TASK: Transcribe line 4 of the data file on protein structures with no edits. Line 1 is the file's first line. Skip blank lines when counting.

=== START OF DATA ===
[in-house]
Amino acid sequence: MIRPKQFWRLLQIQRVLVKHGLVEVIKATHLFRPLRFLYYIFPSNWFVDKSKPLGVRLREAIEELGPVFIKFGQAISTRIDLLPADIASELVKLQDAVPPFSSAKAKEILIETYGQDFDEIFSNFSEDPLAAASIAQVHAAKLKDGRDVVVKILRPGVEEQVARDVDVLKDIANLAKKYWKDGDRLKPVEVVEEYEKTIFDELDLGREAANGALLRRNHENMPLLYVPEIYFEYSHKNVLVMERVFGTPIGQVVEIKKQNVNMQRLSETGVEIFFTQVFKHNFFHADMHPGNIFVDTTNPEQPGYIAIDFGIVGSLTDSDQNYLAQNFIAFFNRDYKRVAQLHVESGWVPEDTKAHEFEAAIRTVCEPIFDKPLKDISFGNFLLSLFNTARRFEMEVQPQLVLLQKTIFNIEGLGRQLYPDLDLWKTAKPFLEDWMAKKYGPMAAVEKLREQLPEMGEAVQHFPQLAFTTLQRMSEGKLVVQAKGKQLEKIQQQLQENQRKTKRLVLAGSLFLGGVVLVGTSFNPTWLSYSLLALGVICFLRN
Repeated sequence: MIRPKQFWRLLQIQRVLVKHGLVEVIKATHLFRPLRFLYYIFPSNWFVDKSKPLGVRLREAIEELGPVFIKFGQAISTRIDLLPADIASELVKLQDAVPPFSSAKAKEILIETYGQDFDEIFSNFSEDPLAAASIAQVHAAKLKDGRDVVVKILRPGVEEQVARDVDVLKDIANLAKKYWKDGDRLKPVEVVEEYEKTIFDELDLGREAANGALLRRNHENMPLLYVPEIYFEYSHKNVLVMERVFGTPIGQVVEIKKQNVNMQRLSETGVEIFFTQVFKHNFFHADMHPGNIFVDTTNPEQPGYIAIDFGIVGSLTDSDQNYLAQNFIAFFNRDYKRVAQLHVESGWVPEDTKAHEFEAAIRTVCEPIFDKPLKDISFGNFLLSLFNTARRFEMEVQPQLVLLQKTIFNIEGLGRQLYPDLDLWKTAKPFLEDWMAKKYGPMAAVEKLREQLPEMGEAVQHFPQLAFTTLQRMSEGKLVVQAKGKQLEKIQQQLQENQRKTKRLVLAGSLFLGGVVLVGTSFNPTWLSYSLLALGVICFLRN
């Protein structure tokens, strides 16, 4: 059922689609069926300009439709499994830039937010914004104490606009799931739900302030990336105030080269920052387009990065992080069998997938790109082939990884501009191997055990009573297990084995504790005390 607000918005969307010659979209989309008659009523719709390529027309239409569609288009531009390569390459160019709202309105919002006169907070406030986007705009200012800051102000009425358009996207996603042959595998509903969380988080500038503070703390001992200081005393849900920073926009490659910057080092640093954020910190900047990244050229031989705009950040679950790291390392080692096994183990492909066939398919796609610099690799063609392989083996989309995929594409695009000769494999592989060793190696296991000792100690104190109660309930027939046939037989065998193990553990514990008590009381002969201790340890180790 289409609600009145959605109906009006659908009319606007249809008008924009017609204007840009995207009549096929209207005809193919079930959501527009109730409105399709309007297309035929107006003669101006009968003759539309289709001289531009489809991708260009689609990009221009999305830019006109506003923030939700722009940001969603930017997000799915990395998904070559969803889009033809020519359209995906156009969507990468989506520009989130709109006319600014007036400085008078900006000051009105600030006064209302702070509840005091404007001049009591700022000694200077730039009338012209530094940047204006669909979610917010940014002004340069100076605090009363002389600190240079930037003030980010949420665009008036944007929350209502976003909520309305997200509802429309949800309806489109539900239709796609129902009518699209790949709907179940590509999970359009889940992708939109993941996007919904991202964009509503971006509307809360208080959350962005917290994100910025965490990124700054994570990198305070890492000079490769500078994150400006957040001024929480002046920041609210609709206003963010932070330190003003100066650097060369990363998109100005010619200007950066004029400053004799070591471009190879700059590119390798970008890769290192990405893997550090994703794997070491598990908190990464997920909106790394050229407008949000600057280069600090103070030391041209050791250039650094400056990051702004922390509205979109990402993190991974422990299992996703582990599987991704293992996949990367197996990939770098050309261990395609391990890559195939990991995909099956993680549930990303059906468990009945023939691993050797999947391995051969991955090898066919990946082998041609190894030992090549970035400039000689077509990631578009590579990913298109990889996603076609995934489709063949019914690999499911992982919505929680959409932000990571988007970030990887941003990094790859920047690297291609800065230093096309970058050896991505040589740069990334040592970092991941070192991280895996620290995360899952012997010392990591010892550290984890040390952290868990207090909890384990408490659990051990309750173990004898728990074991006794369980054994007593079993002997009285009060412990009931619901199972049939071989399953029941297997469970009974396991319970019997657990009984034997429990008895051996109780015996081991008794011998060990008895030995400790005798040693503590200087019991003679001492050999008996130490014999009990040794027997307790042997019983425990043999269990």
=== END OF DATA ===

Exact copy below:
């Protein structure tokens, strides 16, 4: 059922689609069926300009439709499994830039937010914004104490606009799931739900302030990336105030080269920052387009990065992080069998997938790109082939990884501009191997055990009573297990084995504790005390 607000918005969307010659979209989309008659009523719709390529027309239409569609288009531009390569390459160019709202309105919002006169907070406030986007705009200012800051102000009425358009996207996603042959595998509903969380988080500038503070703390001992200081005393849900920073926009490659910057080092640093954020910190900047990244050229031989705009950040679950790291390392080692096994183990492909066939398919796609610099690799063609392989083996989309995929594409695009000769494999592989060793190696296991000792100690104190109660309930027939046939037989065998193990553990514990008590009381002969201790340890180790 289409609600009145959605109906009006659908009319606007249809008008924009017609204007840009995207009549096929209207005809193919079930959501527009109730409105399709309007297309035929107006003669101006009968003759539309289709001289531009489809991708260009689609990009221009999305830019006109506003923030939700722009940001969603930017997000799915990395998904070559969803889009033809020519359209995906156009969507990468989506520009989130709109006319600014007036400085008078900006000051009105600030006064209302702070509840005091404007001049009591700022000694200077730039009338012209530094940047204006669909979610917010940014002004340069100076605090009363002389600190240079930037003030980010949420665009008036944007929350209502976003909520309305997200509802429309949800309806489109539900239709796609129902009518699209790949709907179940590509999970359009889940992708939109993941996007919904991202964009509503971006509307809360208080959350962005917290994100910025965490990124700054994570990198305070890492000079490769500078994150400006957040001024929480002046920041609210609709206003963010932070330190003003100066650097060369990363998109100005010619200007950066004029400053004799070591471009190879700059590119390798970008890769290192990405893997550090994703794997070491598990908190990464997920909106790394050229407008949000600057280069600090103070030391041209050791250039650094400056990051702004922390509205979109990402993190991974422990299992996703582990599987991704293992996949990367197996990939770098050309261990395609391990890559195939990991995909099956993680549930990303059906468990009945023939691993050797999947391995051969991955090898066919990946082998041609190894030992090549970035400039000689077509990631578009590579990913298109990889996603076609995934489709063949019914690999499911992982919505929680959409932000990571988007970030990887941003990094790859920047690297291609800065230093096309970058050896991505040589740069990334040592970092991941070192991280895996620290995360899952012997010392990591010892550290984890040390952290868990207090909890384990408490659990051990309750173990004898728990074991006794369980054994007593079993002997009285009060412990009931619901199972049939071989399953029941297997469970009974396991319970019997657990009984034997429990008895051996109780015996081991008794011998060990008895030995400790005798040693503590200087019991003679001492050999008996130490014999009990040794027997307790042997019983425990043999269990």